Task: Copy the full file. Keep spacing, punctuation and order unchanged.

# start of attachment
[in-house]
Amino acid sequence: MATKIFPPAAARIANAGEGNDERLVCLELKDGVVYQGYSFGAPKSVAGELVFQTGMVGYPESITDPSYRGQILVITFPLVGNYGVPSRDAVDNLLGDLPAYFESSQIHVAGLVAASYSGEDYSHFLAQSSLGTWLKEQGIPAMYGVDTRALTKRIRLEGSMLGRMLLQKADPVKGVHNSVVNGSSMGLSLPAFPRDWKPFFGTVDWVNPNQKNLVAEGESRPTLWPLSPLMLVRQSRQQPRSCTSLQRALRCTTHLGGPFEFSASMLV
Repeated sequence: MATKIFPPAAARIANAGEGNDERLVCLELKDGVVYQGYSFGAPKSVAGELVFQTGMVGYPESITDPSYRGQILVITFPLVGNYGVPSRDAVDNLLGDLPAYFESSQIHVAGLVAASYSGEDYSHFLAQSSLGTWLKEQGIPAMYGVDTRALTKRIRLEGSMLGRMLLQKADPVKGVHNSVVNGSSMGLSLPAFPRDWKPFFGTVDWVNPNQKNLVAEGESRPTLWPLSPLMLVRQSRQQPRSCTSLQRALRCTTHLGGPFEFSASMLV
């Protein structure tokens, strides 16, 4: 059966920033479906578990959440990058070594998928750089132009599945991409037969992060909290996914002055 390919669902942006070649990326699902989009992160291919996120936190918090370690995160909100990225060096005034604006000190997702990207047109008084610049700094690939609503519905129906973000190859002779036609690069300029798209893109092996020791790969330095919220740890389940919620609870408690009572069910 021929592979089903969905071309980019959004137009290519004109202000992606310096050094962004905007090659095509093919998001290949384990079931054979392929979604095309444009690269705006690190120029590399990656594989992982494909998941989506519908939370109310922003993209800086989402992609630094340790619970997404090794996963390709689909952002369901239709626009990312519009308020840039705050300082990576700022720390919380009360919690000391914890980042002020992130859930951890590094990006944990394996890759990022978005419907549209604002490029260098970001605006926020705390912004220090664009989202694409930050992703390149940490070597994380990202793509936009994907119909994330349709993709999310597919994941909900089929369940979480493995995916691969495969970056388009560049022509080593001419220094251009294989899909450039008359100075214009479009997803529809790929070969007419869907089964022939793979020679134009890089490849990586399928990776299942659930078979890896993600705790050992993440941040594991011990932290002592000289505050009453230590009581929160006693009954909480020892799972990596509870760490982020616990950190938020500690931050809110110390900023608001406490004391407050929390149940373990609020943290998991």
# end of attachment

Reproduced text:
[in-house]
Amino acid sequence: MATKIFPPAAARIANAGEGNDERLVCLELKDGVVYQGYSFGAPKSVAGELVFQTGMVGYPESITDPSYRGQILVITFPLVGNYGVPSRDAVDNLLGDLPAYFESSQIHVAGLVAASYSGEDYSHFLAQSSLGTWLKEQGIPAMYGVDTRALTKRIRLEGSMLGRMLLQKADPVKGVHNSVVNGSSMGLSLPAFPRDWKPFFGTVDWVNPNQKNLVAEGESRPTLWPLSPLMLVRQSRQQPRSCTSLQRALRCTTHLGGPFEFSASMLV
Repeated sequence: MATKIFPPAAARIANAGEGNDERLVCLELKDGVVYQGYSFGAPKSVAGELVFQTGMVGYPESITDPSYRGQILVITFPLVGNYGVPSRDAVDNLLGDLPAYFESSQIHVAGLVAASYSGEDYSHFLAQSSLGTWLKEQGIPAMYGVDTRALTKRIRLEGSMLGRMLLQKADPVKGVHNSVVNGSSMGLSLPAFPRDWKPFFGTVDWVNPNQKNLVAEGESRPTLWPLSPLMLVRQSRQQPRSCTSLQRALRCTTHLGGPFEFSASMLV
């Protein structure tokens, strides 16, 4: 059966920033479906578990959440990058070594998928750089132009599945991409037969992060909290996914002055 390919669902942006070649990326699902989009992160291919996120936190918090370690995160909100990225060096005034604006000190997702990207047109008084610049700094690939609503519905129906973000190859002779036609690069300029798209893109092996020791790969330095919220740890389940919620609870408690009572069910 021929592979089903969905071309980019959004137009290519004109202000992606310096050094962004905007090659095509093919998001290949384990079931054979392929979604095309444009690269705006690190120029590399990656594989992982494909998941989506519908939370109310922003993209800086989402992609630094340790619970997404090794996963390709689909952002369901239709626009990312519009308020840039705050300082990576700022720390919380009360919690000391914890980042002020992130859930951890590094990006944990394996890759990022978005419907549209604002490029260098970001605006926020705390912004220090664009989202694409930050992703390149940490070597994380990202793509936009994907119909994330349709993709999310597919994941909900089929369940979480493995995916691969495969970056388009560049022509080593001419220094251009294989899909450039008359100075214009479009997803529809790929070969007419869907089964022939793979020679134009890089490849990586399928990776299942659930078979890896993600705790050992993440941040594991011990932290002592000289505050009453230590009581929160006693009954909480020892799972990596509870760490982020616990950190938020500690931050809110110390900023608001406490004391407050929390149940373990609020943290998991």